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Strawberry Donut | © Ron Dollete / Flickr
Strawberry Donut | © Ron Dollete / Flickr
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10 Iconic Los Angeles Dishes You Need to Try

Picture of Juliet Bennett Rylah
Updated: 20 June 2017
Los Angeles menus currently skew towards California cuisine, which means a lot of fresh, seasonal produce and light dishes, such as ceviches and avocado toasts. Yet it might surprise you to learn that heartier fare—such as the French dip, an epic pastrami sandwich, and a 10-inch stadium hot dog—are some of L.A.’s most enduring meals. Here are 10 of Los Angeles’ most notable dishes, many of them still being served at affordable prices out of their original homes today.

Langer’s Deli and Restaurant

Deli, American, $$$
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Langer’s, founded in 1947, is a casual deli open for breakfast, lunch and an early dinner. The most notable menu item here is the #19, which Langer’s itself describes as “forever imitated, never even approximated.” It consists of hot pastrami, cole slaw, Swiss cheese, and Russian dressing on rye. Nora Ephron once wrote in The New Yorker that Langer’s serves “the finest hot pastrami sandwich in the world.”

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The Apple Pan

Diner, American, $$$
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Also founded in 1947, The Apple Pan is a family-owned, counter-service diner specializing in American staples such as burgers and apple pie. The Hickory Burger is the key item here, and it’s really quite simple: a hickory-smoked beef burger with pickles, lettuce, mayo and secret sauce on a bun. Add a slice of cheddar if you like. Cash only.

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Tue - Thu:
11:00 am - 12:00 am
Fri - Sat:
11:00 am - 1:00 am
Sun:
11:00 am - 12:00 am

Philippe The Original

Diner, American, $$$
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Philippe The Original claims to have invented the French dip. The simple diner opened in 1908, and according to the restaurant’s personal lore, it stumbled upon the everlasting sandwich in 1918. One fateful day, owner Philippe Mathieu dropped a French roll into a roasting pan full of juice. The cop who ordered the sandwich said he didn’t mind and took the deliciously soggy sandwich for lunch. He returned the next day, requesting the exact same sandwich. Another version of this story, told by Mathieu in an interview with the L.A. Times, states that the cop asked for French bread filled with roast pork, which Mathieu later began making with smaller French rolls.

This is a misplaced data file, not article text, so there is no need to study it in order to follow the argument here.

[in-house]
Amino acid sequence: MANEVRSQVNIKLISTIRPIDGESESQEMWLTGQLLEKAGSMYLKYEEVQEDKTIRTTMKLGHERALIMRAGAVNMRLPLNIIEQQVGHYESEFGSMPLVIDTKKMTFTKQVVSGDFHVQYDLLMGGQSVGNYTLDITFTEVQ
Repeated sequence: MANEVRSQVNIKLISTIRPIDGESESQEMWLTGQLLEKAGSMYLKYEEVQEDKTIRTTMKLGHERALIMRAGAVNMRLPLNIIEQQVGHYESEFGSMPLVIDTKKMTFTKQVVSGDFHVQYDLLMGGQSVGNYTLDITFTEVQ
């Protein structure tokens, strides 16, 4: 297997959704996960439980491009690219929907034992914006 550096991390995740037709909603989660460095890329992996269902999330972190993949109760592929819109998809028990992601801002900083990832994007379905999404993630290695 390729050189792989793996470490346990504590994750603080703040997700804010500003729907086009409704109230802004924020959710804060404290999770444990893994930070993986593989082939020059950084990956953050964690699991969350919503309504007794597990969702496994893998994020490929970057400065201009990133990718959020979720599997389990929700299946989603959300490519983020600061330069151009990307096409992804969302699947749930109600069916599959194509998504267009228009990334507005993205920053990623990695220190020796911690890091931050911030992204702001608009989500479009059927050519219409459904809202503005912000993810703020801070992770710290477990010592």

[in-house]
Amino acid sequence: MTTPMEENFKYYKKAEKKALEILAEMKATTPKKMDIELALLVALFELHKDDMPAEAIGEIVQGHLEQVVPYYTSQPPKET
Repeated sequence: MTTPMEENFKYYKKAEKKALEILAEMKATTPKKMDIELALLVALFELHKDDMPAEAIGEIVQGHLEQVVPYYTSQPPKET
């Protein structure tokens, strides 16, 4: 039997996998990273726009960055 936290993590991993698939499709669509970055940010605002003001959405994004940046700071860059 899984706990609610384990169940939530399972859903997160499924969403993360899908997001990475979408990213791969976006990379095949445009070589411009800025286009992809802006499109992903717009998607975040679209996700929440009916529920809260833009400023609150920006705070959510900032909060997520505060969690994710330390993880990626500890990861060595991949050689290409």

“One day a customer saw some gravy in the bottom of a large pan of roast meat. He asked me if I would mind dipping one side of the French roll in that gravy. I did, and right away five or six others wanted the same,” Mathieu said.

Regardless of how it came to be, you can still get Philippe’s French dip with roast beef, pork, lamb, turkey or ham on a dipped French roll with optional cheese. Spicy mustard is available too, but guests are advised to use it sparingly. Other deli sides and desserts are also on offer, and you can still get a hot cup of joe for less than 50 cents.

However, there is another contender for inventor of the French dip that’s also worth trying. Cole’s, which also opened in 1908, lays claim with a similar story about a roll fortuitously dunked in roasting juices. We may never know who was truly first, but both sandwiches are delicious.

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Bay Cities Italian Deli & Bakery

Deli, Italian, $$$
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In addition to stocking up on wine and cheese, customers can also purchase a variety of sandwiches, salads, pasta, and desserts at this beloved Italian deli and market. The favorite sandwich of them all is the meaty monstrosity known as the Godmother: Genoa salami, mortadella, coppacola, ham, prosciutto, and provolone cheese on a fresh roll that’s delightfully crusty on the outside. You may choose to add “the works,” which would include onions, pickles, lettuce, tomatoes, Italian dressing, mayo, mustard, and peppers, or any combination thereof.

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The Donut Man

Bakery, Dessert, $$$
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The Donut Man has been serving sweet and savory baked goods since 1940. Their most famous pastry is their seasonal Strawberry Donut. It’s simply a glazed donut, abundantly stuffed with fresh strawberries. The Donut Man is a 24-hour operation, meaning you can get a fresh strawberry donut any time—so long as strawberries are in season. Other seasonal offerings include a peach donut or the autumnal pumpkin donut, but none have achieved quite the following as The Donut Man’s summer berry treat.